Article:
The mole fraction is given by ${X}_{A}=\dfrac{{n}_{A}}{{n}_{Total}}$ and the partial pressure is PA = XA × PTotal.

For $\ce{O2}$,

${X}_{{O}_{2}}=\dfrac{{n}_{{O}_{2}}}{{n}_{Total}}=\dfrac{\text{2.83 mol}}{\left(2.83+8.41\right)\text{mol}}=0.252$

and

${P}_{{O}_{2}}={X}_{{O}_{2}}\times {P}_{Total}=0.252\times \text{192 kPa}=\text{48.4 kPa}$

For $\ce{N2O}$,

${X}_{{N}_{2}}=\dfrac{{n}_{{N}_{2}}}{{n}_{Total}}=\dfrac{\text{8.41 mol}}{\left(2.83+8.41\right)\text{mol}}=0.748$

and

${P}_{{N}_{2}}={X}_{{N}_{2}}\times {P}_{Total}=0.748 \times \text{192 kPa} = 143.6 \text{kPa}$

## Collection of Gases over Water

A simple way to collect gases that do not react with water is to capture them in a bottle that has been filled with water and inverted into a dish filled with water. The pressure of the gas inside the bottle can be made equal to the air pressure outside by raising or lowering the bottle. When the water level is the same both inside and outside the bottle (Figure 9.4.2), the pressure of the gas is equal to the atmospheric pressure, which can be measured with a barometer.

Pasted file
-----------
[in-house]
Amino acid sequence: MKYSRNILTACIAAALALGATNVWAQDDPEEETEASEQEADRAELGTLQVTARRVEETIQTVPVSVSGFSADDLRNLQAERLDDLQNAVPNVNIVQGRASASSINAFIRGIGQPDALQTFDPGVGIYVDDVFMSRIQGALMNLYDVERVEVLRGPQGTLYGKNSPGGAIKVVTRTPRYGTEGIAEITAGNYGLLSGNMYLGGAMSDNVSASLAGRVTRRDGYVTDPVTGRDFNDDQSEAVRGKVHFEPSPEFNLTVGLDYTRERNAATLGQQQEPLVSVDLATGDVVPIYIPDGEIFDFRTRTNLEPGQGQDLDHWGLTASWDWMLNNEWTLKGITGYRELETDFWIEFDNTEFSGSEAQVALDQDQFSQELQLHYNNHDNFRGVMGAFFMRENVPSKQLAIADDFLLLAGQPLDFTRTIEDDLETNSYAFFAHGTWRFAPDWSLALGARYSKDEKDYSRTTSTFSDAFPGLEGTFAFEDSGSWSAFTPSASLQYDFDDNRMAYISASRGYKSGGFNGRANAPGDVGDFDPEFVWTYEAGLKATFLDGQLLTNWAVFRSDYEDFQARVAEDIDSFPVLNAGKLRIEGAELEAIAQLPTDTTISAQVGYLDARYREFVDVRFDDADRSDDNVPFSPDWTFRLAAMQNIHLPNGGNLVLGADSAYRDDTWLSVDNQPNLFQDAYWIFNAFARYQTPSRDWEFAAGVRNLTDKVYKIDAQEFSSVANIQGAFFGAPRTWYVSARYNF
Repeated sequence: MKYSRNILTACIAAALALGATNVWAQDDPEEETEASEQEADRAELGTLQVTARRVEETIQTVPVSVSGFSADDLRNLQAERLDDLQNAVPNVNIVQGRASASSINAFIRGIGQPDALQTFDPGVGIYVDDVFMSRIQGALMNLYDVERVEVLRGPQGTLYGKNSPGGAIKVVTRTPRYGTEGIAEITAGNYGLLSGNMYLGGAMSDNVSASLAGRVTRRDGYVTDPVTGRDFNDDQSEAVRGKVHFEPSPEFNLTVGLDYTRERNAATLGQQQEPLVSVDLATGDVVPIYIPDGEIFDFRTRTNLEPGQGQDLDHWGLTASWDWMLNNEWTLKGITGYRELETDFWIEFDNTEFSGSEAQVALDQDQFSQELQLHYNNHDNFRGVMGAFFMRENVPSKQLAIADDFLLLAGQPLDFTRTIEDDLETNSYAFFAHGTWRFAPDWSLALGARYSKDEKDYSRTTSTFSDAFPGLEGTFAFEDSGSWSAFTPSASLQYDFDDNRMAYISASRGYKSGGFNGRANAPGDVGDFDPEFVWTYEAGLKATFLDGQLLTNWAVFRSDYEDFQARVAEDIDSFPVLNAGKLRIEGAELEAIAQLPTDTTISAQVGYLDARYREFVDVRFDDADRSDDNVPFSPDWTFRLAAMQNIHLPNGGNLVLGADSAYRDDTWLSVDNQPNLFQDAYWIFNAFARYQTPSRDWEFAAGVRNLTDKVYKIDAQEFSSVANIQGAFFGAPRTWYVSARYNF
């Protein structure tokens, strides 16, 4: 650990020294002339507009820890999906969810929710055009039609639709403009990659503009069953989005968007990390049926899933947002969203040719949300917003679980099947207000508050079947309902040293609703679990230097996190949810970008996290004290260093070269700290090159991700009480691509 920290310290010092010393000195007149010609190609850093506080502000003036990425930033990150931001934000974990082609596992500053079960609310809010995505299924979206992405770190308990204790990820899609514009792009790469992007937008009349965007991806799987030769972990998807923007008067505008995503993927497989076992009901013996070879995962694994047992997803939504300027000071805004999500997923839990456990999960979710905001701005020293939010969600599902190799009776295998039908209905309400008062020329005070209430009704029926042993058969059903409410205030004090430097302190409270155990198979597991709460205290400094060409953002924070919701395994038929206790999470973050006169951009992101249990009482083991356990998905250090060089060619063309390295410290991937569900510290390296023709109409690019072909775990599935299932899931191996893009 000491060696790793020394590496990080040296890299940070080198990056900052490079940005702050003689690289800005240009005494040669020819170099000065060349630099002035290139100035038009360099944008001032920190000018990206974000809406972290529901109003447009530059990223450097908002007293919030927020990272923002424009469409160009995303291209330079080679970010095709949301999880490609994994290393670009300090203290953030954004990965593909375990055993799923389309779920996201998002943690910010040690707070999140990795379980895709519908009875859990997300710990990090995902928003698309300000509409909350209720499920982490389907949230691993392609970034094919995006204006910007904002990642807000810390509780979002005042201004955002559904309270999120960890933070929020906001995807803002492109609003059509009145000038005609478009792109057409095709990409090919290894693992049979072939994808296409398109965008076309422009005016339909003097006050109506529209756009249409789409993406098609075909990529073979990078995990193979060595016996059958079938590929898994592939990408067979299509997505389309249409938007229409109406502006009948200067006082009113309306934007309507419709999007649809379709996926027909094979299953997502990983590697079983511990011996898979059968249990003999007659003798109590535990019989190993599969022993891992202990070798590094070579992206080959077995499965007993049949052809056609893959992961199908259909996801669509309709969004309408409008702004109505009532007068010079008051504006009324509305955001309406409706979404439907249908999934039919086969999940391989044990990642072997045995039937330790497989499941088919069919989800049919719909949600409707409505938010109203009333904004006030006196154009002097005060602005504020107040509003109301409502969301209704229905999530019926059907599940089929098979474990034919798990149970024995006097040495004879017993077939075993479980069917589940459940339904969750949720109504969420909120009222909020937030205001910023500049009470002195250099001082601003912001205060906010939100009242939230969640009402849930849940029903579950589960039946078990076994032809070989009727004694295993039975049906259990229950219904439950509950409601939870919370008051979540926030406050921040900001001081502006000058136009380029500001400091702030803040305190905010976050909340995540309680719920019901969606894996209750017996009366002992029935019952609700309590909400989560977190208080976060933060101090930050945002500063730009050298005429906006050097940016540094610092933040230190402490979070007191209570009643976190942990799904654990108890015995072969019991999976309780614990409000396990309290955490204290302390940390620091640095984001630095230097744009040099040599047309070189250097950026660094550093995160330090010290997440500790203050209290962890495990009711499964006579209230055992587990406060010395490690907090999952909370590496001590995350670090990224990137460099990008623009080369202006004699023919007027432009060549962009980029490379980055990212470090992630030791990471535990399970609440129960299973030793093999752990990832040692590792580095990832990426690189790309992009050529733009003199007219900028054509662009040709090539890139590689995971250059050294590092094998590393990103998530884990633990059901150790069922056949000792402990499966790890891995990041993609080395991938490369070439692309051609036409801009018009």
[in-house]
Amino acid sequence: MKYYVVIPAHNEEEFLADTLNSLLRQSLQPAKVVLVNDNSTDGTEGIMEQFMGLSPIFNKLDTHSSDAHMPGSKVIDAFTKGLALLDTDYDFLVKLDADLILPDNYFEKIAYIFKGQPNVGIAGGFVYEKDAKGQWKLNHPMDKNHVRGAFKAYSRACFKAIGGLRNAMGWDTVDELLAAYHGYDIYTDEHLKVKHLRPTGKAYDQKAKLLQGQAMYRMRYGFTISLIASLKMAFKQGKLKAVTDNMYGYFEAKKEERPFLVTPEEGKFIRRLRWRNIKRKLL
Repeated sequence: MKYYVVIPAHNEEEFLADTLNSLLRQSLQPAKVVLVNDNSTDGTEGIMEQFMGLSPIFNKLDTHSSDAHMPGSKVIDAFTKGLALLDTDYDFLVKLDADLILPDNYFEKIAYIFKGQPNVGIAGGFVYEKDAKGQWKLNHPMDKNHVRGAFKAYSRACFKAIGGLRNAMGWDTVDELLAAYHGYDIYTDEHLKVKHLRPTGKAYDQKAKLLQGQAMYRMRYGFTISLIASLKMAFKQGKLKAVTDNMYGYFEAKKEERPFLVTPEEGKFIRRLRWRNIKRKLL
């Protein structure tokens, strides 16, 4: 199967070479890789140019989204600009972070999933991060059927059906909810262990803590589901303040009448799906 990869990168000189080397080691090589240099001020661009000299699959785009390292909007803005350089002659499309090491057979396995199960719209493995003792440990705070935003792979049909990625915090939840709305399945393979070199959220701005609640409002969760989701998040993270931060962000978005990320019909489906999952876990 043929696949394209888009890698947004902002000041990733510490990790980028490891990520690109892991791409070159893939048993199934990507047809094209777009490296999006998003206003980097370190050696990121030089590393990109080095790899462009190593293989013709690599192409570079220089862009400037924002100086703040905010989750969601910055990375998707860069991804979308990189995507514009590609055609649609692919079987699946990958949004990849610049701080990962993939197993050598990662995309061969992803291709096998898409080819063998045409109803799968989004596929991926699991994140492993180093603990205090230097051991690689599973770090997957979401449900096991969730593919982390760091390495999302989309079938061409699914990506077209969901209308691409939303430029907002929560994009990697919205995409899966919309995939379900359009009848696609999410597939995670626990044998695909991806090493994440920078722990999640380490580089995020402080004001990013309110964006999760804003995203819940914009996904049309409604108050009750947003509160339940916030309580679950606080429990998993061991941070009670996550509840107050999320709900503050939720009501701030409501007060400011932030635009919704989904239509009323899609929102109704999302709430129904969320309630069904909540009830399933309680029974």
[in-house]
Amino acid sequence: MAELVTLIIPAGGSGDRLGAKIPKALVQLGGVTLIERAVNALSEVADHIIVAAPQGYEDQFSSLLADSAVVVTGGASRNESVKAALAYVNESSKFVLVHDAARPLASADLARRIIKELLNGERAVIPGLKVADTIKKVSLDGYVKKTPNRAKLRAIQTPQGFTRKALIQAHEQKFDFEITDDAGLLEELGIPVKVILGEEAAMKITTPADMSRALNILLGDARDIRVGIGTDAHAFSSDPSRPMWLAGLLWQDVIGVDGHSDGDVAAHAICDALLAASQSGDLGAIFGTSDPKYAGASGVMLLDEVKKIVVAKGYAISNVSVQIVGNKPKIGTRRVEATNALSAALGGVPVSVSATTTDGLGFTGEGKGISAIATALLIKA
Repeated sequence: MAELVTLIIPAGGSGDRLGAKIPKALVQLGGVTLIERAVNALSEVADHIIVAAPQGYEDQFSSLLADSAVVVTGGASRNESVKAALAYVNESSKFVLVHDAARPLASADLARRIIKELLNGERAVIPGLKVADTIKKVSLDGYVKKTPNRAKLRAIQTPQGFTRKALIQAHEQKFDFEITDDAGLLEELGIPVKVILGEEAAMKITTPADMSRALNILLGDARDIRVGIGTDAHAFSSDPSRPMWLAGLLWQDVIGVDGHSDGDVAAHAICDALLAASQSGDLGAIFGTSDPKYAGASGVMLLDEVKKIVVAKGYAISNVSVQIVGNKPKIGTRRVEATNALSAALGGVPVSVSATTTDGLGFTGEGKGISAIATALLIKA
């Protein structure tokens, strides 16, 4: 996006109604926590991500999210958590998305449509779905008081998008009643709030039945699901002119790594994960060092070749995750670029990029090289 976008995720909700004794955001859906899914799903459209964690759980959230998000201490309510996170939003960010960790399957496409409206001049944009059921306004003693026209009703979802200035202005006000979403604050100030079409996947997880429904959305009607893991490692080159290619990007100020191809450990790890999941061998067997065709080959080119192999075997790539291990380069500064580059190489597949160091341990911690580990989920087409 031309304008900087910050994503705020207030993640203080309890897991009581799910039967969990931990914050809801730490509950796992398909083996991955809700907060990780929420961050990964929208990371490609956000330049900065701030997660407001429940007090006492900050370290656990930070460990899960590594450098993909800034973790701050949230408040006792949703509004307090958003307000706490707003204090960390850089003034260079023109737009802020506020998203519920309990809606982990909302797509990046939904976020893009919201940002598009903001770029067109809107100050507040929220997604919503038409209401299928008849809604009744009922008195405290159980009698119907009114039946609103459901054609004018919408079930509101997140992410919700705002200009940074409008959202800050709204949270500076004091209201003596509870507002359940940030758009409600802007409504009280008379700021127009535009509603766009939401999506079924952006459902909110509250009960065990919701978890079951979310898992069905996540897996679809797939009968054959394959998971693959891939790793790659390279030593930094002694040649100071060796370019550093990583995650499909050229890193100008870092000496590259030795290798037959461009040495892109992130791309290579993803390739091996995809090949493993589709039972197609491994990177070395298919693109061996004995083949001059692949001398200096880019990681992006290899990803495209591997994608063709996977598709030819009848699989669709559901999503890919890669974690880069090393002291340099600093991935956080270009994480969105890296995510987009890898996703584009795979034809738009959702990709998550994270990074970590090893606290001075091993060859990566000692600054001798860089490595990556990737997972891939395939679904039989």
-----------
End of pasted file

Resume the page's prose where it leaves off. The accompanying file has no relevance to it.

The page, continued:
However, there is another factor we must consider when we measure the pressure of the gas by this method. Water evaporates and there is always gaseous water (water vapor) above a sample of liquid water. As a gas is collected over water, it becomes saturated with water vapor and the total pressure of the mixture equals the partial pressure of the gas plus the partial pressure of the water vapor. The pressure of the pure gas is therefore equal to the total pressure minus the pressure of the water vapor—this is referred to as the “dry” gas pressure, that is, the pressure of the gas only, without water vapor. The vapor pressure of water, which is the pressure exerted by water vapor in equilibrium with liquid water in a closed container, depends on the temperature (Figure 9.4.3); more detailed information on the temperature dependence of water vapor can be found in Table 9.4.1, and vapor pressure will be discussed in more detail in the next chapter on liquids..